Book: The Girl With All The Gifts by M.R. Carey
Reviewer: Beth P.
Age/Genre: Adult/ SciFi Dystopian
Preferred Reading Environment: In the quiet time of night, when you have the room to yourself.
Reading Accoutrements: A hot earl gray tea with a splash of brandy. Fortune cookies for snacking on.
Content Notes: This is not your typical ‘feel good’ story.
I picked up The Girl With All the Gifts by M.R Carey because someone told me it had zombies in it, and then it seemed like I was hearing about this book everywhere. However, the synopsis doesn’t really mention zombies:
“Melanie is a very special girl. Dr Caldwell calls her “our little genius.”
Every morning, Melanie waits in her cell to be collected for class. When they come for her, Sergeant keeps his gun pointing at her while two of his people strap her into the wheelchair. She thinks they don’t like her. She jokes that she won’t bite, but they don’t laugh.
Melanie loves school. She loves learning about spelling and sums and the world outside the classroom and the children’s cells. She tells her favorite teacher all the things she’ll do when she grows up. Melanie doesn’t know why this makes Miss Justineau look sad.”
This book absolutely trashed every preconceived notion I initially had. And what I got instead was unexpected, but absolutely enjoyable. The higher thinking in the book is tempered by a wide range of emotions and psychology. The characters were well fleshed out and made for a unique yet cohesive dynamic. The zombies were set apart from your John Romero Night of the Living Dead zombies, but they weren’t made so unique that you need to mock their creation. And lastly, the ending that you expect- or even several endings you could theorize, will not match the actual ending- which was delightfully apropos and really anchored me as a huge fan of this novel.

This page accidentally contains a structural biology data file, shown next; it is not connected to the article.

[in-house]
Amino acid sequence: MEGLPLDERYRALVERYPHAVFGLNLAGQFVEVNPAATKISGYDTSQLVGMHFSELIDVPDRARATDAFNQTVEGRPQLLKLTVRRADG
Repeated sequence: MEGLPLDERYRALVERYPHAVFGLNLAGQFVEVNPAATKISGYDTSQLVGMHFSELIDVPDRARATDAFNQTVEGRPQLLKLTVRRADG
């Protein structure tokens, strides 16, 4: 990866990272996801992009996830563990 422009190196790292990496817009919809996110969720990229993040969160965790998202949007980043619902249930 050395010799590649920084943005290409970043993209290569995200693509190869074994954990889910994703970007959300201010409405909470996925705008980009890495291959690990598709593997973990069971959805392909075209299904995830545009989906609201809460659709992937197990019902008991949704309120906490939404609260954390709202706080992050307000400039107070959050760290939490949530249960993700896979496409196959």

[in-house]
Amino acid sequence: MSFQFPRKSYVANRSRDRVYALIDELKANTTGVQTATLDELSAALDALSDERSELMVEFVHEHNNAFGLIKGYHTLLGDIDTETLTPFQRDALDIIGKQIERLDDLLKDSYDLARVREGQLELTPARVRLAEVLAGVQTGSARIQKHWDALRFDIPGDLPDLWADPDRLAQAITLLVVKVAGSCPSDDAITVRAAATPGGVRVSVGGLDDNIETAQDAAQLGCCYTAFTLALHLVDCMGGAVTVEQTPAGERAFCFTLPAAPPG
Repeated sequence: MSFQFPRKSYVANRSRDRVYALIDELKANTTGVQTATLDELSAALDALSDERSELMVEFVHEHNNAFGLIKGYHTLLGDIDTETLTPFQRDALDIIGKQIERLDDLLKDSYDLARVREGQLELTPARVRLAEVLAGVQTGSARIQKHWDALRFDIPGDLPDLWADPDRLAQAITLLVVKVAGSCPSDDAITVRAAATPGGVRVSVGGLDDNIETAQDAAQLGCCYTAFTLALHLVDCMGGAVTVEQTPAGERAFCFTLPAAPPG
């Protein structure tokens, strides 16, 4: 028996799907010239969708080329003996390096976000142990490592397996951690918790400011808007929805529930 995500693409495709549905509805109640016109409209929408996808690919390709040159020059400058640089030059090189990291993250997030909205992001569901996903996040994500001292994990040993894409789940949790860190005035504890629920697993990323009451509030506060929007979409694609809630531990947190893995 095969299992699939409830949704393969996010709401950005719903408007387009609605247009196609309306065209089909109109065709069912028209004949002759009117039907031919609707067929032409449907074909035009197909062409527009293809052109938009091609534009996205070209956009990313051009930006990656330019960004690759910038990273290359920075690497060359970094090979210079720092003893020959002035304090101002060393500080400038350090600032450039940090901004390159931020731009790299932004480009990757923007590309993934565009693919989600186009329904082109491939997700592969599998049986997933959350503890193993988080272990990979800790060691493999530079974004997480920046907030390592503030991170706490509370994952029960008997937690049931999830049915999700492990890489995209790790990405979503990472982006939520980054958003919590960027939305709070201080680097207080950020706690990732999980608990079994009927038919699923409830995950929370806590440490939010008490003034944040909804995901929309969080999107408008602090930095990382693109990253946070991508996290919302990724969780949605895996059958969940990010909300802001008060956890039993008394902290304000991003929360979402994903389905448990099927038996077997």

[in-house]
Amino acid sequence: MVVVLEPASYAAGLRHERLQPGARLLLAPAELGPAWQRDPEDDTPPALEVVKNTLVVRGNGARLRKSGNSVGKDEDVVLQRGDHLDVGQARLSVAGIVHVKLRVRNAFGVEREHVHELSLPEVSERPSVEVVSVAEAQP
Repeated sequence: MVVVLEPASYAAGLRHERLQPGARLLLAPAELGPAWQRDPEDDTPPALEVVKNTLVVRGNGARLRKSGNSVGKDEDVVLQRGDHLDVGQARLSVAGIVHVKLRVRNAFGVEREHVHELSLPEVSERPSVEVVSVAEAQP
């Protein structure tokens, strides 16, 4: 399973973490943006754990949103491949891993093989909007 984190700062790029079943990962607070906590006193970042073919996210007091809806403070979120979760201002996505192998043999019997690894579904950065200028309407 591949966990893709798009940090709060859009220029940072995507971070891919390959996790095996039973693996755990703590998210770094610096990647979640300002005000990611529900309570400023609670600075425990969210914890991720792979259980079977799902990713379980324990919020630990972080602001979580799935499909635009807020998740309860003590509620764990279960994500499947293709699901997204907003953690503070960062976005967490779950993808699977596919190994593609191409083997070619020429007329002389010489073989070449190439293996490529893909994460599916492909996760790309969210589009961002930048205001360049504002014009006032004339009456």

The main character, Melanie, was such a relatable but fascinating character. Her innocence and hope in the presence of such a dark and stagnant world was like a breath of fresh air. I spent the whole time reading this book on the edge of my seat morbidly wondering when her hope was going to be snuffed out.
The secondary characters like Miss Justineau and Gallagher showed a jaded outlook tempered by a mostly suppressed hope that maybe someday things would be different.
The antagonists – both Sargent Parks as well as Doctor Caldwell – were not evil for the sake of evil, nor were they particularly good human beings either. Their particular brand of deeply flawed and messed up was such a mirrored counterpoint to Melanie that it was both beautiful and fascinating to watch Melanie’s Interactions with both characters.
This was not the longest book I’ve ever read, neither by novel length or story time frame. Instead you have a well-edited book with necessary but interesting scenes and a situation that had such a ticking clock on it that you were kept engaged the entire time without wondering if you can skip a scene because you’re bored to tears.
Now, my personal favorite part of a book isn’t necessarily the story itself, nor the unique and unforgettable characters. Stories have been all about teaching lessons from the dawn of time. So what I absolutely love is what is underneath the words – the cultural keynotes, the predictive indications of a nearby future, and the lessons and warnings to be heeded.